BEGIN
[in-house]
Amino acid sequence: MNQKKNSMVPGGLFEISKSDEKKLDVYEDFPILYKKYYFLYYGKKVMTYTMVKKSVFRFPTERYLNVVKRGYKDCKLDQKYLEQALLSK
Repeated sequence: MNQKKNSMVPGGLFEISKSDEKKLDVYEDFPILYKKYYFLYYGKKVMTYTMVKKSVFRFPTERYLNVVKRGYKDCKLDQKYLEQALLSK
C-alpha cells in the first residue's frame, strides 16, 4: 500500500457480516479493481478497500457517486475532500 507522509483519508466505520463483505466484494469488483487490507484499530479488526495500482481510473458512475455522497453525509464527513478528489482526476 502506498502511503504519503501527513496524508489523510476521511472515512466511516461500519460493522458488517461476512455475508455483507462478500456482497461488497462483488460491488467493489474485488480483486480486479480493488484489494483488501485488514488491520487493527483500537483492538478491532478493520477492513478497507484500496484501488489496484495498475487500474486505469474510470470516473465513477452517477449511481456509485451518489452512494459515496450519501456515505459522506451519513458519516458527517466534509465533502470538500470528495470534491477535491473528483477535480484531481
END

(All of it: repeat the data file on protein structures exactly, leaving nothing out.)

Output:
[in-house]
Amino acid sequence: MNQKKNSMVPGGLFEISKSDEKKLDVYEDFPILYKKYYFLYYGKKVMTYTMVKKSVFRFPTERYLNVVKRGYKDCKLDQKYLEQALLSK
Repeated sequence: MNQKKNSMVPGGLFEISKSDEKKLDVYEDFPILYKKYYFLYYGKKVMTYTMVKKSVFRFPTERYLNVVKRGYKDCKLDQKYLEQALLSK
C-alpha cells in the first residue's frame, strides 16, 4: 500500500457480516479493481478497500457517486475532500 507522509483519508466505520463483505466484494469488483487490507484499530479488526495500482481510473458512475455522497453525509464527513478528489482526476 502506498502511503504519503501527513496524508489523510476521511472515512466511516461500519460493522458488517461476512455475508455483507462478500456482497461488497462483488460491488467493489474485488480483486480486479480493488484489494483488501485488514488491520487493527483500537483492538478491532478493520477492513478497507484500496484501488489496484495498475487500474486505469474510470470516473465513477452517477449511481456509485451518489452512494459515496450519501456515505459522506451519513458519516458527517466534509465533502470538500470528495470534491477535491473528483477535480484531481